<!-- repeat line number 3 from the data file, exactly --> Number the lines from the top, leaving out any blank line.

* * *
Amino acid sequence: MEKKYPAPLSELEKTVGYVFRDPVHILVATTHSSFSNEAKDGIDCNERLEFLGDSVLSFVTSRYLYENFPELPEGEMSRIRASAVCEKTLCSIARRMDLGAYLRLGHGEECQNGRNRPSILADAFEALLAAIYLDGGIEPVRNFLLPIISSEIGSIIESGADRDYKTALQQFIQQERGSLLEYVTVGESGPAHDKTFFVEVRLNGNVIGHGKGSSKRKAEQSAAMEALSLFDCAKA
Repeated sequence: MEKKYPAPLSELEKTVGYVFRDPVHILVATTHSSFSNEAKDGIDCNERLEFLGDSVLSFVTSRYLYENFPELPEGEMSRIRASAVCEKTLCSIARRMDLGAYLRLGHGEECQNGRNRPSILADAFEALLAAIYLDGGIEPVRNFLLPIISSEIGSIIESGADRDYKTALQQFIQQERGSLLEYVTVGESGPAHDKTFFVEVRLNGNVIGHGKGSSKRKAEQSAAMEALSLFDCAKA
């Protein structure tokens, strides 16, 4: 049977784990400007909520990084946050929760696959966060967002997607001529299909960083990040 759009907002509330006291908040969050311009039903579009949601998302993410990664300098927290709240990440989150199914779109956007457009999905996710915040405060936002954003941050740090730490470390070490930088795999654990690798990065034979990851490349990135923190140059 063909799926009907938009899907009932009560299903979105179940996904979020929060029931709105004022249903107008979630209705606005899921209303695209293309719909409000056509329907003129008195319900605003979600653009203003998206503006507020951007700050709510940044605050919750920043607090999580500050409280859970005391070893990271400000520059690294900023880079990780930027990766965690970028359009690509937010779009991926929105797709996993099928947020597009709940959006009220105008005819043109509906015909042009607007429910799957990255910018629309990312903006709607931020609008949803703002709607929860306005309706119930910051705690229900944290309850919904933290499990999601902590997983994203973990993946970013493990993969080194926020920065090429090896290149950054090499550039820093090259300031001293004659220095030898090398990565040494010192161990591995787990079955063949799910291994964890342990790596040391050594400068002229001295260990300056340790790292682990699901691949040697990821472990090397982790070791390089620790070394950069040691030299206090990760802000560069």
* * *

């Protein structure tokens, strides 16, 4: 049977784990400007909520990084946050929760696959966060967002997607001529299909960083990040 759009907002509330006291908040969050311009039903579009949601998302993410990664300098927290709240990440989150199914779109956007457009999905996710915040405060936002954003941050740090730490470390070490930088795999654990690798990065034979990851490349990135923190140059 063909799926009907938009899907009932009560299903979105179940996904979020929060029931709105004022249903107008979630209705606005899921209303695209293309719909409000056509329907003129008195319900605003979600653009203003998206503006507020951007700050709510940044605050919750920043607090999580500050409280859970005391070893990271400000520059690294900023880079990780930027990766965690970028359009690509937010779009991926929105797709996993099928947020597009709940959006009220105008005819043109509906015909042009607007429910799957990255910018629309990312903006709607931020609008949803703002709607929860306005309706119930910051705690229900944290309850919904933290499990999601902590997983994203973990993946970013493990993969080194926020920065090429090896290149950054090499550039820093090259300031001293004659220095030898090398990565040494010192161990591995787990079955063949799910291994964890342990790596040391050594400068002229001295260990300056340790790292682990699901691949040697990821472990090397982790070791390089620790070394950069040691030299206090990760802000560069």